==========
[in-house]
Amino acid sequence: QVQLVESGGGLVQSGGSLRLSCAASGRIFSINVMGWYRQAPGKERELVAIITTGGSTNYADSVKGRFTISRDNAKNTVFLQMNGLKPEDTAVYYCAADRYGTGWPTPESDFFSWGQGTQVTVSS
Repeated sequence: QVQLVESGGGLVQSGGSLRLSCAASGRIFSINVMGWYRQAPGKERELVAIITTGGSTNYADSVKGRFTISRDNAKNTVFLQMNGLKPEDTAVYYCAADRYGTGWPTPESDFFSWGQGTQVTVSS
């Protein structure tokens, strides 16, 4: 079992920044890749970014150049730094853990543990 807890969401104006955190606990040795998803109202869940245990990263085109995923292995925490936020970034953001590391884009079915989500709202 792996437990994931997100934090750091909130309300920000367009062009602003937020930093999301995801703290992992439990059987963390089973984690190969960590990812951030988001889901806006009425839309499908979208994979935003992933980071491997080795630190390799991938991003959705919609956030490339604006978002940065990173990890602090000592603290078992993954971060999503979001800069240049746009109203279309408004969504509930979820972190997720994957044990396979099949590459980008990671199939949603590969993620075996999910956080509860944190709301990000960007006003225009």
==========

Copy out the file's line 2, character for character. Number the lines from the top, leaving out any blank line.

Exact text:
Amino acid sequence: QVQLVESGGGLVQSGGSLRLSCAASGRIFSINVMGWYRQAPGKERELVAIITTGGSTNYADSVKGRFTISRDNAKNTVFLQMNGLKPEDTAVYYCAADRYGTGWPTPESDFFSWGQGTQVTVSS